F. Steps Taken To Minimize Significant Economic Impact on Small Entities, and Significant Alternatives Considered

15. The RFA requires an agency to describe any significant, specifically small business, alternatives that it has considered in reaching its proposed approach, which may include the following four alternatives (among others): (1) The establishment of differing compliance or reporting requirements or timetables that take into account the resources available to small entities; (2) the clarification, consolidation, or simplification of compliance or reporting requirements under the rule for small entities; (3) the use of performance, rather than design, standards; and (4) an exemption from coverage of the rule, or any part thereof, for small entities.

16. In the FNPRM, we seek comment on whether we should increase the percentage discount that rural health care providers receive for Internet. We also seek comment on whether infrastructure development should be funded by the universal service fund. Further, in the Further Notice, we seek comment on whether to modify our rules specifically to allow mobile rural health care providers to use services other than satellite, such as terrestrial wireless, to provide support to mobile rural health care providers. If these proposals are adopted, we believe the proposed changes will help small businesses by providing additional support under the rural health care mechanism than is currently available and provide rural health care providers with greater flexibility in choosing the services that best suit their needs. These proposed changes could potentially increase the number of applicants, including small entities, seeking support under the rural health care support mechanism. Affected small businesses could include rural health care providers and small companies serving those rural health care providers. In seeking to minimize any burdens imposed on small entities, where doing so does not compromise the goals of the universal service mechanism, we invite comment on alternative ways to minimize any significant economic impact of our proposals on small entities and on any alternatives to these proposals that may be more beneficial to small entities.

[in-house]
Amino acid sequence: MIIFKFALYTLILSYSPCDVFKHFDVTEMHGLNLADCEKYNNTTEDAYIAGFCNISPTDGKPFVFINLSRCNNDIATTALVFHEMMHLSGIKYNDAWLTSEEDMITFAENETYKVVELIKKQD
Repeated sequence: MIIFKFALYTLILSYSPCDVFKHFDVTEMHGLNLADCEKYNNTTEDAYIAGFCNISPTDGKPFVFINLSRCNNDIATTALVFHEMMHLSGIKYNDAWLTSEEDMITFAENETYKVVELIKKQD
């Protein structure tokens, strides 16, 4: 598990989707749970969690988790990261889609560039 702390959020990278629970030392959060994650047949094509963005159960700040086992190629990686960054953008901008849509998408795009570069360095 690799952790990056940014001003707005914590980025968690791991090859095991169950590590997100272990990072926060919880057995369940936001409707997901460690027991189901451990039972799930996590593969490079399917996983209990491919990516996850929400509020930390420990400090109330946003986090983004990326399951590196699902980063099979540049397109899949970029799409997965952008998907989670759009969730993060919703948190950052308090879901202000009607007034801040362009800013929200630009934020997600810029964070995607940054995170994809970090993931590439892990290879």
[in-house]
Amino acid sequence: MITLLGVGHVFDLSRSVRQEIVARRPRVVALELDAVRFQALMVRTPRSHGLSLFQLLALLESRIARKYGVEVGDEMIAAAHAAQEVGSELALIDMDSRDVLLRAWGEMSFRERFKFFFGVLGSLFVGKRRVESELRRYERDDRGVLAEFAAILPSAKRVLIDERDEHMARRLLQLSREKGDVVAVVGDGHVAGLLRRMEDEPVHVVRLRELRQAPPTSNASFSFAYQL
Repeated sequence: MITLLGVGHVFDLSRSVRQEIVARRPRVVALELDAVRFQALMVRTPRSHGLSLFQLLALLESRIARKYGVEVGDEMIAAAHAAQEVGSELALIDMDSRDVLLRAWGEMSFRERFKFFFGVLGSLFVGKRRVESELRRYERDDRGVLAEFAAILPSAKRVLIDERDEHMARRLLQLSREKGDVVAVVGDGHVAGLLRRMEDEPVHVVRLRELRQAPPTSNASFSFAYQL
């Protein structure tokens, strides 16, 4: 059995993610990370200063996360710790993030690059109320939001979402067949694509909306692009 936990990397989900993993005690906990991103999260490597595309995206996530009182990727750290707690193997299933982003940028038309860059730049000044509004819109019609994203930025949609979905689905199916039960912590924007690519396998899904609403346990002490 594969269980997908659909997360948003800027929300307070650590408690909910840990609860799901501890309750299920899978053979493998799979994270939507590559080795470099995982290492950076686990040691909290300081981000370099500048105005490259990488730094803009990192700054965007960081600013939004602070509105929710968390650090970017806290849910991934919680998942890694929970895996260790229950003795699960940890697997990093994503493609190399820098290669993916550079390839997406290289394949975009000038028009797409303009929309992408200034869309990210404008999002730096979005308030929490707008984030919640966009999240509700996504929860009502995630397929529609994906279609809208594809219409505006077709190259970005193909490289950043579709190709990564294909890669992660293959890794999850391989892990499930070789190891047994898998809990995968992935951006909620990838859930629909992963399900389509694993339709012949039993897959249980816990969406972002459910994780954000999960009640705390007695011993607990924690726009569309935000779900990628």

G. Federal Rules That May Duplicate, Overlap, or Conflict With the Proposed Rules

17. None

H. Filing Procedures

18. We invite comment on the issues and questions set forth in the FNPRM and IRFAs contained herein. Pursuant to sections 1.415 and 1.419 of the Commission's rules, comments are due on or before April 8, 2005, and reply comments on or before May 9, 2005. In order to facilitate review of comments and reply comments, parties should include the name of the filing party and the date of the filing on all pleadings. Comments may be filed using the Commission's Electronic Comment Filing System (ECFS) or by filing paper copies.